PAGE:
GK at the Global Education Conference

Global Kids will be presenting at the 2012 Global Education Conference, which takes place online from November 12-17. One of the best things about this conference is that it’s entirely virtual and free, which makes it incredibly accessible and allows for a globally connected experience.

 

"The conference seeks to present ideas, examples, and projects that help connect educators and classrooms, with a strong emphasis on promoting global awareness, fostering global competency, and inspiring action towards solving real–world problems. It is our hope that attendees will challenge themselves and others to become more active citizens of the world. Let us learn, question, create, and engage in meaningful, authentic opportunities within a global context!” -From GEC Website

 

This year, GEC, recognizing that games-based learning is a hot educational topic, has partnered with BrainPOP, a creator of animated educational videos, to develop a new gaming strand for the conference to highlight games within a global education context.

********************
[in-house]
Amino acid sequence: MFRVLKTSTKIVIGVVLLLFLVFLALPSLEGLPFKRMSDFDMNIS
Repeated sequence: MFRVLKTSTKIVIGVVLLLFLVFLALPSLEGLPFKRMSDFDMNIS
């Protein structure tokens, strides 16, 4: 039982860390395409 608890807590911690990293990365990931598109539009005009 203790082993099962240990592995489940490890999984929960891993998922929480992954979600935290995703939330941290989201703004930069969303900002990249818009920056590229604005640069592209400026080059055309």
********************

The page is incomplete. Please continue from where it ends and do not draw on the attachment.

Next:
Global Kids’ session will take place on Thursday, November 12, 3pm-4pm EST on the following topic:

 

Developing Global Citizenship Skills Through Game Design

In this session, we will explore how serious games and game design can be used as a way to educate and engage youth about global issues and civic engagement, while enhancing their real-world problem solving skills. Through Global Kids' innovative game design programs, youth are taught not just to interact with games, but to be part of an iterative process where they design games about global issues such as climate change, human rights, and air quality.

 

In one program, Global Kids youth created a location-based game using mobile devices about local history and broader social issues.  In another program, youth created social impact games about war and peace, while in another program, youth created a geocaching game with gps-enabled devices about electoral issues and the upcoming U.S. presidential election. Finally, Global Kids will draw from its experience creating a youth-designed award winning game about poverty in Haiti.

 

Lessons from these programs will help educators incorporate games-based learning with their students and highlight how youth can go beyond playing games to designing games that shape their identities as both game designers and socially-responsible global citizens.

 

We hope you’ll join us for our session and spread the word! To join the conference, visit the GEC website.